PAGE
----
Piperacillin and Tazobactam for Injection is indicated only for the specified conditions listed above. Infections caused by piperacillin-susceptible organisms, for which piperacillin has been shown to be effective, are also amenable to Piperacillin and Tazobactam for Injection treatment due to its piperacillin content. The tazobactam component of this combination product does not decrease the activity of the piperacillin component against piperacillin-susceptible organisms. Therefore, the treatment of mixed infections caused by piperacillin-susceptible organisms and piperacillin-resistant, beta-lactamase producing organisms susceptible to Piperacillin and Tazobactam for Injection should not require the addition of another antibiotic. (See DOSAGE AND ADMINISTRATION.)
Piperacillin and Tazobactam for Injection is useful as presumptive therapy in the indicated conditions prior to the identification of causative organisms because of its broad spectrum of bactericidal activity against gram-positive and gram-negative aerobic and anaerobic organisms.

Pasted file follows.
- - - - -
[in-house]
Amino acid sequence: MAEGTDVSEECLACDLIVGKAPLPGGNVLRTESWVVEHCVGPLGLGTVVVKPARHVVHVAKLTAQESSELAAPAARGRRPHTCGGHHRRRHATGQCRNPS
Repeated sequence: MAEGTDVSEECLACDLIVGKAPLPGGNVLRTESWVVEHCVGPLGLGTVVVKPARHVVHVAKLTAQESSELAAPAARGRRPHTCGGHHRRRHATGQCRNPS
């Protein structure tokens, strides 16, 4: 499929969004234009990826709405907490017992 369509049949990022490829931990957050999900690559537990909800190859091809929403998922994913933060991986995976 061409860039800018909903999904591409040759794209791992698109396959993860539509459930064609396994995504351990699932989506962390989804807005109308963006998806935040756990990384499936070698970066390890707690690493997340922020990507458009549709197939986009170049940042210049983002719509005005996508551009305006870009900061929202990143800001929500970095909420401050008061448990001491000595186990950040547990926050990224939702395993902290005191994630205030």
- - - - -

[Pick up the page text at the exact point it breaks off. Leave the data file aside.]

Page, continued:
Appropriate cultures should usually be performed before initiating antimicrobial treatment in order to isolate and identify the organisms causing infection and to determine their susceptibility to Piperacillin and Tazobactam for Injection. Antimicrobial therapy should be adjusted, if appropriate, once the results of culture(s) and antimicrobial susceptibility testing are known.
To reduce the development of drug-resistant bacteria and maintain the effectiveness of Piperacillin and Tazobactam for Injection and other antibacterial drugs, Piperacillin and Tazobactam for Injection should be used only to treat or prevent infections that are proven or strongly suspected to be caused by susceptible bacteria. When culture and susceptibility information are available, they should be considered in selecting or modifying antibacterial therapy. In the absence of such data, local epidemiology and susceptibility patterns may contribute to the empiric selection of therapy.